~an interview with Anthony Esolen by Zenit
Q: There has been a lot of discussion based upon Pope John Paul II's discussion of "the feminine genius." What about the "the masculine genius"?
Esolen: Men have a passion for the truth, and they seek that truth not generally by means of the affections, but by complex structures of various sorts.
These may be structures of authority or intellect, so you have the great university system invented by the friars and the student guilds in Europe, whose curriculum was often a kind of Euclidean geometry or Newtonian calculus of theological and philosophical propositions.
Men fashion "grammars" -- means of organizing and understanding almost impossibly disparate phenomena. Even the humble back of a baseball card, with its grid work of subtle statistics, testifies to this fascination.
Without this literal "discernment," I mean the clear separation of what may be predicated of a thing and what may not, with systematic means for judging the matter, there can be nothing so intricate as law, the government of a city, higher learning, a church -- not to mention philosophy and theology.
Even men who do not possess powerful intellects naturally fall in with such structures of order, and here the affections do play a vital role; men will fall in admiration of a leader, with a powerful combination of loyalty and friendship, as naturally as they will fall in love with a woman they may wish to marry.
If a society does not train boys to become such men, or if it does not allow mature men to form such natural alliances with other men for the benefit of civic life, it will degenerate.
I won't claim that this is a theory. It's a fact borne out by American and European cities right now.
Q: What could men learn from Christ, the ultimate man, in terms of developing masculinity?
Esolen: The first thing they could learn is not to be embarrassed by their manhood. It is holy! It has been created by God, and for a reason.
Then they might notice that Jesus is not the cute boyfriend that many of our churches make him out to be, the one who never goes too far -- forgive me if that is a little coarse.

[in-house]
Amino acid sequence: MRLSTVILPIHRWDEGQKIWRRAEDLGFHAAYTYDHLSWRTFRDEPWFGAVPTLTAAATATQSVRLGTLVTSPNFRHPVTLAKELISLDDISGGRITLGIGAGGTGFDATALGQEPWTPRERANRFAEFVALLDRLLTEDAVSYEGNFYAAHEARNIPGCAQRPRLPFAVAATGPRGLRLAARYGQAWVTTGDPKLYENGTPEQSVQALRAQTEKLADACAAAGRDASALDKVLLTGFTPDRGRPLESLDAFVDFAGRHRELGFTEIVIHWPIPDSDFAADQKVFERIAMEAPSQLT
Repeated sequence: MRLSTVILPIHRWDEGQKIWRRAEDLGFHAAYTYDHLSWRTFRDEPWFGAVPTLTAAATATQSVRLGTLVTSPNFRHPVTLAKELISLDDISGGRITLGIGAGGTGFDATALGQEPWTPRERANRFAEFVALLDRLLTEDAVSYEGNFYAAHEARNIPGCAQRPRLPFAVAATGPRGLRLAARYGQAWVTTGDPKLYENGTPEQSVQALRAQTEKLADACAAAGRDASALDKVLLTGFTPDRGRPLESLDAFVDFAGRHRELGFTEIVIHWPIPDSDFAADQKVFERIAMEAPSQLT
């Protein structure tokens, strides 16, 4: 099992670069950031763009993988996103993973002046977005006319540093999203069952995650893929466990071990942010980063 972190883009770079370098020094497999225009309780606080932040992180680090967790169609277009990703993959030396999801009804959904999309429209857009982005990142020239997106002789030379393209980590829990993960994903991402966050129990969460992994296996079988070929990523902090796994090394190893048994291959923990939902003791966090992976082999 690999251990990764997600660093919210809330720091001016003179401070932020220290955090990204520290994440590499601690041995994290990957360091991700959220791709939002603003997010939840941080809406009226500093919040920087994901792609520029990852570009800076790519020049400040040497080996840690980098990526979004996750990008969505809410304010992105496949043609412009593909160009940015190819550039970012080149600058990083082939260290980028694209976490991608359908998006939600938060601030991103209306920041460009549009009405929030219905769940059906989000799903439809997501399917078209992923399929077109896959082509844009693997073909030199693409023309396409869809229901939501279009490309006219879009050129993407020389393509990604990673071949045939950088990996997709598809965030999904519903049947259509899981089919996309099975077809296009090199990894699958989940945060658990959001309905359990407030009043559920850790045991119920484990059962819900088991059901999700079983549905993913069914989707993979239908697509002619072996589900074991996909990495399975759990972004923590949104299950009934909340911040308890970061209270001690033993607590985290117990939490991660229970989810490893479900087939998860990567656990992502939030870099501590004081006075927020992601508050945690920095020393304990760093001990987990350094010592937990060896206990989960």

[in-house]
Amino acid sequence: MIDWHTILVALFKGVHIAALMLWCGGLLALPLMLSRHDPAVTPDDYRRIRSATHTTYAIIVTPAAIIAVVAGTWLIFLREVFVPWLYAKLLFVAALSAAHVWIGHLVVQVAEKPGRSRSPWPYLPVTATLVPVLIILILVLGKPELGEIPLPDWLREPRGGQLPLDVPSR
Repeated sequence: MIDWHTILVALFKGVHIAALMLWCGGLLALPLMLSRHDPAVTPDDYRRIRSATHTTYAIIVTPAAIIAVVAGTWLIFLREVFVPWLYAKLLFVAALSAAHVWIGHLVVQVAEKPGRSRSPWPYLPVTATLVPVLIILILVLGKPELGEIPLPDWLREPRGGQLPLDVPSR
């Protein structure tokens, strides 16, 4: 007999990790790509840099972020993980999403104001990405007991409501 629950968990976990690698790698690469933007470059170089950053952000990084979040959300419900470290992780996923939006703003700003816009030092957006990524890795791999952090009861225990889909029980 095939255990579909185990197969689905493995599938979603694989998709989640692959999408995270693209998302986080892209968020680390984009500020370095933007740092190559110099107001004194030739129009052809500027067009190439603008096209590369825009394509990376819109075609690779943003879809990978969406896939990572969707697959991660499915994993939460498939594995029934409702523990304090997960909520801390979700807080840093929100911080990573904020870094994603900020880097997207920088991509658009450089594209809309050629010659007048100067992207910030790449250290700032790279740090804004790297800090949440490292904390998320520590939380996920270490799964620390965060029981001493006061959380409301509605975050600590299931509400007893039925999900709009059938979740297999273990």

Jesus loves women, as all good men must; Jesus obeys his mother at Cana; but Jesus does not hang around the skirts of women; he speaks gently, but as a man speaks gently, and when he rebukes, he rebukes forthrightly and clearly, as a man.
His closest comrades are men, though they are not necessarily the people he loves best in the world. He organizes them into a battalion of sacrifice.
He is remarkably sparing in his praise of them; certainly, as is the case with many good and wise men, he is much more desirous that they should come to know him than that they should feel comfortable about themselves.
From his apostles he seems to prefer the love that accompanies apprehension of the truth, rather than love born of his own affectionate actions toward them.
In fact, they respond to him as men often respond: They admire and follow with all the greater loyalty the man who rebukes them for, of all things, being frightened when it appears their ship will capsize in the stormy Sea of Galilee!
Men can learn from Jesus to seek the company of other men, at least in part for the sake of women, and certainly for the sake of the village, the nation, the Church and the world.
They can learn that there are two ways at least in which man is not meant to be alone: He needs the complementary virtues of woman, and he needs other men.
A soldier alone is no soldier.